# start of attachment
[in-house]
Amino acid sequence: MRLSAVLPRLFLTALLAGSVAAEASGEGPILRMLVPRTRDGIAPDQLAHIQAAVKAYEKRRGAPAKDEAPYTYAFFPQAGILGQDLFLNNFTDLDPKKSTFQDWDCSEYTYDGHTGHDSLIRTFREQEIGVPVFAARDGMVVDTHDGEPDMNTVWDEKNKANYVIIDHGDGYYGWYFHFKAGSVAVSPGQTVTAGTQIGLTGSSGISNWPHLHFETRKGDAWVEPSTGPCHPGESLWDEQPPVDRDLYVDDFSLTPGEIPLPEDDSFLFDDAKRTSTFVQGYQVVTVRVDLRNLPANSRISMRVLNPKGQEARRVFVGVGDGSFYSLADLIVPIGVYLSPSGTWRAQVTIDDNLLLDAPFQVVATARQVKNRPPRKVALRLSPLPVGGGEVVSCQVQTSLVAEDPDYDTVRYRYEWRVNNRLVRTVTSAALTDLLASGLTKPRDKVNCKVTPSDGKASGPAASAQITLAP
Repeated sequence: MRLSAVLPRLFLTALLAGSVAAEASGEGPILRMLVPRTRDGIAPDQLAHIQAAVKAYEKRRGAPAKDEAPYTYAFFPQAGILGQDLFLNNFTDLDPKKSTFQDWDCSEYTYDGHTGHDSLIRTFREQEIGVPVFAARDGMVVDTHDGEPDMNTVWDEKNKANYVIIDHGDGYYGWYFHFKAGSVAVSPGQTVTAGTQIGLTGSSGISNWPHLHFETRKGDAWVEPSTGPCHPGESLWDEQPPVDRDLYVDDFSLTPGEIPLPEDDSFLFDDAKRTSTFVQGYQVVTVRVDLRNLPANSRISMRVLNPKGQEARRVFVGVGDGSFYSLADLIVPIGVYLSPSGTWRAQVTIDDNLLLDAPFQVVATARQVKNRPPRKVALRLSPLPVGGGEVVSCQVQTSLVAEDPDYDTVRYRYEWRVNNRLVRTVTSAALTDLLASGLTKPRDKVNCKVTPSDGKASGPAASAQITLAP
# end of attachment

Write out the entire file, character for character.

[in-house]
Amino acid sequence: MRLSAVLPRLFLTALLAGSVAAEASGEGPILRMLVPRTRDGIAPDQLAHIQAAVKAYEKRRGAPAKDEAPYTYAFFPQAGILGQDLFLNNFTDLDPKKSTFQDWDCSEYTYDGHTGHDSLIRTFREQEIGVPVFAARDGMVVDTHDGEPDMNTVWDEKNKANYVIIDHGDGYYGWYFHFKAGSVAVSPGQTVTAGTQIGLTGSSGISNWPHLHFETRKGDAWVEPSTGPCHPGESLWDEQPPVDRDLYVDDFSLTPGEIPLPEDDSFLFDDAKRTSTFVQGYQVVTVRVDLRNLPANSRISMRVLNPKGQEARRVFVGVGDGSFYSLADLIVPIGVYLSPSGTWRAQVTIDDNLLLDAPFQVVATARQVKNRPPRKVALRLSPLPVGGGEVVSCQVQTSLVAEDPDYDTVRYRYEWRVNNRLVRTVTSAALTDLLASGLTKPRDKVNCKVTPSDGKASGPAASAQITLAP
Repeated sequence: MRLSAVLPRLFLTALLAGSVAAEASGEGPILRMLVPRTRDGIAPDQLAHIQAAVKAYEKRRGAPAKDEAPYTYAFFPQAGILGQDLFLNNFTDLDPKKSTFQDWDCSEYTYDGHTGHDSLIRTFREQEIGVPVFAARDGMVVDTHDGEPDMNTVWDEKNKANYVIIDHGDGYYGWYFHFKAGSVAVSPGQTVTAGTQIGLTGSSGISNWPHLHFETRKGDAWVEPSTGPCHPGESLWDEQPPVDRDLYVDDFSLTPGEIPLPEDDSFLFDDAKRTSTFVQGYQVVTVRVDLRNLPANSRISMRVLNPKGQEARRVFVGVGDGSFYSLADLIVPIGVYLSPSGTWRAQVTIDDNLLLDAPFQVVATARQVKNRPPRKVALRLSPLPVGGGEVVSCQVQTSLVAEDPDYDTVRYRYEWRVNNRLVRTVTSAALTDLLASGLTKPRDKVNCKVTPSDGKASGPAASAQITLAP